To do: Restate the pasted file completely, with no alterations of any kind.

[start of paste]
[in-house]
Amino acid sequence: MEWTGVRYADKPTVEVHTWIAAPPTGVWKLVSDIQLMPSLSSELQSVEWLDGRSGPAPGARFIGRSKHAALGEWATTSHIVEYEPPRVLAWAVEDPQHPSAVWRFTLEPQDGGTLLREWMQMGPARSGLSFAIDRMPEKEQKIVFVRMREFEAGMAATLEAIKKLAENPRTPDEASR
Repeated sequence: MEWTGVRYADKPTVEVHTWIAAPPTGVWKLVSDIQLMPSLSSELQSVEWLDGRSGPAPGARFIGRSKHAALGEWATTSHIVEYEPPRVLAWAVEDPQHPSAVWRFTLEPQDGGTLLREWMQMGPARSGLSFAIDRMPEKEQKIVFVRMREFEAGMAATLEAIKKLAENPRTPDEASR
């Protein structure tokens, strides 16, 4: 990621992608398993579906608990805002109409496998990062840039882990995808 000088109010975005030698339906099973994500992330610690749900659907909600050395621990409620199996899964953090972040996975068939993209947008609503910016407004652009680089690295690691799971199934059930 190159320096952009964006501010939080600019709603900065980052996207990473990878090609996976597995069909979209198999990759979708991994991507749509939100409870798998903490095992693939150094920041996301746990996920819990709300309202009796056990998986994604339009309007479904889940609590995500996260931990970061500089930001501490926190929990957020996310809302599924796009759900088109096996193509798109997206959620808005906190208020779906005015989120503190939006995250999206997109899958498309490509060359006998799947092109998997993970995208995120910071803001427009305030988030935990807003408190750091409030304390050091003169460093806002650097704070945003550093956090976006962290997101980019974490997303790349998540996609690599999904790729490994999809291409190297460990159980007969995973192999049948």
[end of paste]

[in-house]
Amino acid sequence: MEWTGVRYADKPTVEVHTWIAAPPTGVWKLVSDIQLMPSLSSELQSVEWLDGRSGPAPGARFIGRSKHAALGEWATTSHIVEYEPPRVLAWAVEDPQHPSAVWRFTLEPQDGGTLLREWMQMGPARSGLSFAIDRMPEKEQKIVFVRMREFEAGMAATLEAIKKLAENPRTPDEASR
Repeated sequence: MEWTGVRYADKPTVEVHTWIAAPPTGVWKLVSDIQLMPSLSSELQSVEWLDGRSGPAPGARFIGRSKHAALGEWATTSHIVEYEPPRVLAWAVEDPQHPSAVWRFTLEPQDGGTLLREWMQMGPARSGLSFAIDRMPEKEQKIVFVRMREFEAGMAATLEAIKKLAENPRTPDEASR
């Protein structure tokens, strides 16, 4: 990621992608398993579906608990805002109409496998990062840039882990995808 000088109010975005030698339906099973994500992330610690749900659907909600050395621990409620199996899964953090972040996975068939993209947008609503910016407004652009680089690295690691799971199934059930 190159320096952009964006501010939080600019709603900065980052996207990473990878090609996976597995069909979209198999990759979708991994991507749509939100409870798998903490095992693939150094920041996301746990996920819990709300309202009796056990998986994604339009309007479904889940609590995500996260931990970061500089930001501490926190929990957020996310809302599924796009759900088109096996193509798109997206959620808005906190208020779906005015989120503190939006995250999206997109899958498309490509060359006998799947092109998997993970995208995120910071803001427009305030988030935990807003408190750091409030304390050091003169460093806002650097704070945003550093956090976006962290997101980019974490997303790349998540996609690599999904790729490994999809291409190297460990159980007969995973192999049948």